Raising vegetables is good for the body, and growing flowers is good for the soul, but working outdoors in Vermont also means potential exposure to ticks, including those carrying Lyme disease.
Vermonters love hiking, camping, and hitting swimming holes, but gardening is also high on the list of warm-weather pursuits. And while signs and pamphlets at state parks warn visitors of the dangers of ticks, most Vermonters needn’t walk further than the lawn, the backyard swing set — or the garden — to pick up an unwanted eight-legged hitchhiker.
Vermont is home to 15 known species of ticks, per the state Department of Health, but one is a particular concern: the black-legged tick, which transmits Lyme disease. Per the Centers for Disease Control, Vermont lagged only Maine in the incidence of Lyme disease per capita in 2019, at 113.1 cases per 100,000 people. The tiny arachnid (ticks are not insects; they’re in the same family as spiders) that carries Lyme can be the size of a poppy seed. The Department suggests a thorough tick check after spending time outdoors to get ticks off clothing and remove any on the skin.
“Signs and symptoms of Lyme disease typically begin three to 30 days after a tick bite,” noted Vermont Department of Health state public health veterinarian Natalie A. Kwit in an email. “Contact your healthcare provider if you develop any of the symptoms listed below, especially during times of year when ticks are active.” These symptoms include erythema migrans (the bullseye rash often associated with Lyme disease), headache, fever, chills, muscle or joint pain, and fatigue.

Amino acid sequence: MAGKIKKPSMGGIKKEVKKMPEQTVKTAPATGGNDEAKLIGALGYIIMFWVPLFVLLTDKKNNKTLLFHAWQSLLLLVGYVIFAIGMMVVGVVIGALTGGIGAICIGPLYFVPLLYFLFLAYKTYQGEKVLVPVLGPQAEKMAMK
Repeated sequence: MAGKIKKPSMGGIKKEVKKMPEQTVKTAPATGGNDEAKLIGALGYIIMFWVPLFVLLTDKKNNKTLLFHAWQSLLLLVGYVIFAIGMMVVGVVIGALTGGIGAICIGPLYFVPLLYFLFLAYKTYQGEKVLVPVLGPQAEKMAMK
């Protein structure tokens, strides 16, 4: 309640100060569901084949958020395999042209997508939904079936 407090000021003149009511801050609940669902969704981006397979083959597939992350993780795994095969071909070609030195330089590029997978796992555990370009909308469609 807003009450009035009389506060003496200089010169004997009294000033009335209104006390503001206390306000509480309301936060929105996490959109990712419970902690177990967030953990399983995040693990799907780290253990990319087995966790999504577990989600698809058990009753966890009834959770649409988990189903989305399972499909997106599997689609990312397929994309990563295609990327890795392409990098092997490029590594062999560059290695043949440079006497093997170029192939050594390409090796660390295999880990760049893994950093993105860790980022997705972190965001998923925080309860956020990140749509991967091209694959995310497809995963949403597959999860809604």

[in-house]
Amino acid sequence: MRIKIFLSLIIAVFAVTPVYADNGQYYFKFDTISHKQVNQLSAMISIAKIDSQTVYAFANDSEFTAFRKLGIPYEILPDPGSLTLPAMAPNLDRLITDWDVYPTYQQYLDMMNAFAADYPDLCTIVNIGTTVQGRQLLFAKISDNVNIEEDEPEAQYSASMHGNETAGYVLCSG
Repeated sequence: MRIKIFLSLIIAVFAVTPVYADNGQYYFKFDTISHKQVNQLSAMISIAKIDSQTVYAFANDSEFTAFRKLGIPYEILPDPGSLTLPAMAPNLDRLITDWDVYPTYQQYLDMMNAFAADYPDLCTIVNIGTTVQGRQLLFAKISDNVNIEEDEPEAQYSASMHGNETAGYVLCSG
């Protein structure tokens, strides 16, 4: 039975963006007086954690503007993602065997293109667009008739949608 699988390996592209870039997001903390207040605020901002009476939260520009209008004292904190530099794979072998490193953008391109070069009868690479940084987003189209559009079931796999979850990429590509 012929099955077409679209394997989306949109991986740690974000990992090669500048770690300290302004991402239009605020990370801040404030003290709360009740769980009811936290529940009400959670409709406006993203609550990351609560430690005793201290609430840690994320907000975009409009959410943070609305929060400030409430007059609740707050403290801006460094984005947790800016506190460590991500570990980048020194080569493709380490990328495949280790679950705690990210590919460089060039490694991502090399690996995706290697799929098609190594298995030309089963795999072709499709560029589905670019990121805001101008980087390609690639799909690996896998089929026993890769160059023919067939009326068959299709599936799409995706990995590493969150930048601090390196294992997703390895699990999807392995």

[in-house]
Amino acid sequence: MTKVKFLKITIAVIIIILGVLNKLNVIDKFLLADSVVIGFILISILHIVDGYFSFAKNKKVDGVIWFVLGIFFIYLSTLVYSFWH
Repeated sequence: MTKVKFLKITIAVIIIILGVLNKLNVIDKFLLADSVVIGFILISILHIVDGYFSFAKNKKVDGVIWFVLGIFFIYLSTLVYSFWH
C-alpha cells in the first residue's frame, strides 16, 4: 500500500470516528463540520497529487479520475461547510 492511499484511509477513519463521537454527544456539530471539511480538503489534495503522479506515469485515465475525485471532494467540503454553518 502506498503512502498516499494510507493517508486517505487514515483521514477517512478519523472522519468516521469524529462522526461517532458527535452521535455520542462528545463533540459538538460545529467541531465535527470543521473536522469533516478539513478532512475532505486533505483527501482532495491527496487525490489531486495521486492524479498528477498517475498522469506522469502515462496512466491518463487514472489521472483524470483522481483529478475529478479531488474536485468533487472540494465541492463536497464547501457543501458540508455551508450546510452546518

According to Kwit, Lyme disease is on the rise in Vermont, with most cases in the southern part of the state, although increasing everywhere. Per a Vermont Department of Health report, scientists believe this is a result of climate change; species that used to be limited to more southern parts of the United States have begun to move north as previously colder areas experience shorter, milder winters. Vermonters see this in declining moose populations, which the Vermont Department of Fish and Wildlife says is tied to increased numbers of winter ticks.
Of course, preventing a tick from hopping aboard in the first place is the best way to avoid a tick bite. Overgrown grass and brush are great tick habitat, per the Department of Health, and should be avoided. The department also suggests using tick repellent and permethrin-treated clothing to keep ticks at bay. Pets, too, should receive a tick repellent treatment — veterinarians can provide them. The CDC provides suggestions for minimizing tick habitat in the yard and garden, and these include removing tall brush close to homes, and removing trash from yards to avoid providing a place for ticks to hide.
“Anywhere there is less tick habitat and fewer wildlife will have fewer ticks, and therefore tick-borne disease risk,” said Kwit.
Tick avoidance tips from the Vermont Department of Health:
keep grass short and brush trimmed, especially around houses, gardens, play areas and anywhere else people and pets frequent.
use approved tick repellents for humans and pets.
wear light-colored clothing to help spot ticks.
cover skin in long sleeves and pants, with socks pulled over pants cuffs.
check all of your skin and clothing for ticks before going inside, and place clothing in dryer (high heat) for 10 minutes.